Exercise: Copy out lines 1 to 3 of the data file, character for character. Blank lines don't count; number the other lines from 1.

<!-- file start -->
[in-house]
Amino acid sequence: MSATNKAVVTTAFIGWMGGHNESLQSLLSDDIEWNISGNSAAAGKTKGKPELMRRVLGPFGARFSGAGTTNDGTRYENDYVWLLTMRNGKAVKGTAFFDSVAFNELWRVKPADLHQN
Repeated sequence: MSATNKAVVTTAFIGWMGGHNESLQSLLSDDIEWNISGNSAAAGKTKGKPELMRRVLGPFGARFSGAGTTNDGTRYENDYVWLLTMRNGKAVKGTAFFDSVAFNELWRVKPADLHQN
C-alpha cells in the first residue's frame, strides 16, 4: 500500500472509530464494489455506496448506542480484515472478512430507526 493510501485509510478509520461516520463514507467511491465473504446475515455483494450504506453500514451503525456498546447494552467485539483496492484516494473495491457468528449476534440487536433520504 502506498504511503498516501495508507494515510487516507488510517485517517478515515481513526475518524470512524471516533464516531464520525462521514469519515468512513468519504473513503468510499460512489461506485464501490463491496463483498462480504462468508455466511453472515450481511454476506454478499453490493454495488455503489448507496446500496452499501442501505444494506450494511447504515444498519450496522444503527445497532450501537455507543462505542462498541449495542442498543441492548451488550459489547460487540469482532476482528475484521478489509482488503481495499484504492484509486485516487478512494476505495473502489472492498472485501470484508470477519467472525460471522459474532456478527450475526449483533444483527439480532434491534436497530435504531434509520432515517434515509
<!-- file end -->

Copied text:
[in-house]
Amino acid sequence: MSATNKAVVTTAFIGWMGGHNESLQSLLSDDIEWNISGNSAAAGKTKGKPELMRRVLGPFGARFSGAGTTNDGTRYENDYVWLLTMRNGKAVKGTAFFDSVAFNELWRVKPADLHQN
Repeated sequence: MSATNKAVVTTAFIGWMGGHNESLQSLLSDDIEWNISGNSAAAGKTKGKPELMRRVLGPFGARFSGAGTTNDGTRYENDYVWLLTMRNGKAVKGTAFFDSVAFNELWRVKPADLHQN